Living With Uncertainty

February 14, 2021 Updated: February 14, 2021

Commentary

Faced with a war, a pandemic, or a spiritual crisis, it’s easy to fall either into a kind of complacency or into despair and despondency. Or first one and then the other, as with a war that elicits initial enthusiasm—cheering on the troops as they march off to war—and, a few years or military reverses later, falling into despair and defeatism.

In both our complacency and our despair, we presume to know more than we do. In both responses, we tend to be passive when we need to act. Both avoid the reality that life requires us to make decisions in conditions of incomplete and imperfect knowledge. A panic in which we insist on a number of ill-supported measures as if they were the “settled science” of the matter is also a denial of reality. We fall then into a level of certitude and assertion that the evidence doesn’t warrant.

Working With What We Know

What made me think of this was an article in MedPage Today, an online medical news publication, in which the author, Dr. Vinay Prasad, addresses the question, “Do Lockdowns Work?”

Past plagues and epidemics, many far more deadly and infectious than the present one, have led governing authorities to adopt measures that have become familiar to us in the 21st century. They instituted strict border controls or blockades with quarantines for those arriving from infected regions. They used masks and social distancing. They confined the sick in their homes or moved them to hostels to protect the healthy. The big innovation of the present pandemic is the use across large areas or whole countries of “lockdowns,” a term taken from prison management, that both mandated business closures and issued stay-at-home orders for the healthy.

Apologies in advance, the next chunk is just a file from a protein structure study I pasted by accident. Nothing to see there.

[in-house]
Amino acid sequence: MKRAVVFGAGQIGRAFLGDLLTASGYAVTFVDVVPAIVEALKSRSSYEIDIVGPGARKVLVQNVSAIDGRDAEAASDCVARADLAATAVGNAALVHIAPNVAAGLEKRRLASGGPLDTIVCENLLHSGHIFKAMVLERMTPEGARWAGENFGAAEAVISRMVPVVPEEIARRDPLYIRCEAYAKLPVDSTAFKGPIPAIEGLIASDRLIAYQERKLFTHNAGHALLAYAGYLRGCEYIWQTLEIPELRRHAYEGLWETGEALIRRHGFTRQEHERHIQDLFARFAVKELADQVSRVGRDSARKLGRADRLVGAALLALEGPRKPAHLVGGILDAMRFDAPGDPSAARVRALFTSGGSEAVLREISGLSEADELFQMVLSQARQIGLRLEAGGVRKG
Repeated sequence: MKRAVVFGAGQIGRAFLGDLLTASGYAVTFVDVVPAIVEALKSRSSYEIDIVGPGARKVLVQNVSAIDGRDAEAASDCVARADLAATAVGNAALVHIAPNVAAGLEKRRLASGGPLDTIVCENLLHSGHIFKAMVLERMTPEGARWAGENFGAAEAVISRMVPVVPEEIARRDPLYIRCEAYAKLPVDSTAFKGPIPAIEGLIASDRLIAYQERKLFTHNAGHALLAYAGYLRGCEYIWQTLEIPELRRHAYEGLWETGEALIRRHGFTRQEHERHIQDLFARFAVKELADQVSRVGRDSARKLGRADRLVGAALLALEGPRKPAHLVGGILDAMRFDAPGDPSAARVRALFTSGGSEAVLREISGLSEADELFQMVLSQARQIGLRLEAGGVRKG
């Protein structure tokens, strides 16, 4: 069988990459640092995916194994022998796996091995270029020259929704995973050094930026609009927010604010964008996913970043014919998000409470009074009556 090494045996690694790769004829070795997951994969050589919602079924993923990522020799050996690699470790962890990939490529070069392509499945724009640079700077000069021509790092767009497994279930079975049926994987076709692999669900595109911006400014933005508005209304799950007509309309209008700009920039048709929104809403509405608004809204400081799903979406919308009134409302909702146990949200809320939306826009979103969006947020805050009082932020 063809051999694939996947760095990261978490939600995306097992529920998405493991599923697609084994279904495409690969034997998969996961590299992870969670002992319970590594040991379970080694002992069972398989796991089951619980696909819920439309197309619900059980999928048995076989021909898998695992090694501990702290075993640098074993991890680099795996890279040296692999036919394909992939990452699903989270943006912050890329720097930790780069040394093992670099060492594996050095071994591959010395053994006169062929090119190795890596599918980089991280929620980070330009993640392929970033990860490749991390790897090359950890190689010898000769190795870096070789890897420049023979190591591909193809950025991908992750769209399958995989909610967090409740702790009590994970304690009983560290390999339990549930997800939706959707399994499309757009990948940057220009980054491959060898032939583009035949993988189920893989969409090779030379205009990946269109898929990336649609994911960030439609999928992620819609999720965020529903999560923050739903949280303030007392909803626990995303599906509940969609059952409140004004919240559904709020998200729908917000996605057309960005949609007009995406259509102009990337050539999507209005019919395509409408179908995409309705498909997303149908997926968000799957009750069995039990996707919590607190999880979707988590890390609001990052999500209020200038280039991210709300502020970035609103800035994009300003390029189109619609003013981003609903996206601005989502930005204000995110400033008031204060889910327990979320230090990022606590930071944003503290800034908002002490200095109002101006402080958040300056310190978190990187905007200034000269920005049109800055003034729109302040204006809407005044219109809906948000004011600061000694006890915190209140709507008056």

Since these lockdowns and related restrictions are causing immense damage to the livelihoods and mental health of those subjected to them, and since such measures will certainly be urged on governments when new pandemics strike, it’s natural that researchers and politicians want to know whether they work, how much, and at what cost.

Researchers, unless they are caught up in the exigencies of policymaking, seek to take the time and resources needed to gain assurance that their findings are as sound as they can make them. Even then, they report them with caveats about the limitations of the research and need for more of it.

Politicians don’t have that luxury. Like commanders in the field, they have to make decisions on the spot, on the basis of limited and often misleading evidence and guesswork. They often throw a bunch of “solutions” at the problem all at once, hoping that one will work. They have neither time nor patience for employing scientific principles of changing one variable at a time and comparing one group with another as a researcher would. As a result, we may never learn what, if anything, made a difference. And they have to, or certainly ought to, consider trade-offs and costs of getting it wrong altogether. If they’re in government, they’re under immense pressure from media and the public to do something. Even closing playgrounds or dog parks, or removing the rim from a basketball hoop may seem like it might help, though we likely will never know.

Do Lockdowns Work? How Will We Know?

In the case of lockdowns, defined as mandatory business closures and stay-at-home orders for the healthy, a scientific consensus may be reached, suggests Prasad. But we don’t have one yet (see one analysis by Eran Bendavid and colleagues in the European Journal of Clinical Investigation that finds no association of lockdowns with a reduction of infections and another by Jan Brauner and colleagues in Science (pdf) that does) and it will likely take years. The challenges to reaching such a consensus are enormous. Here are a few.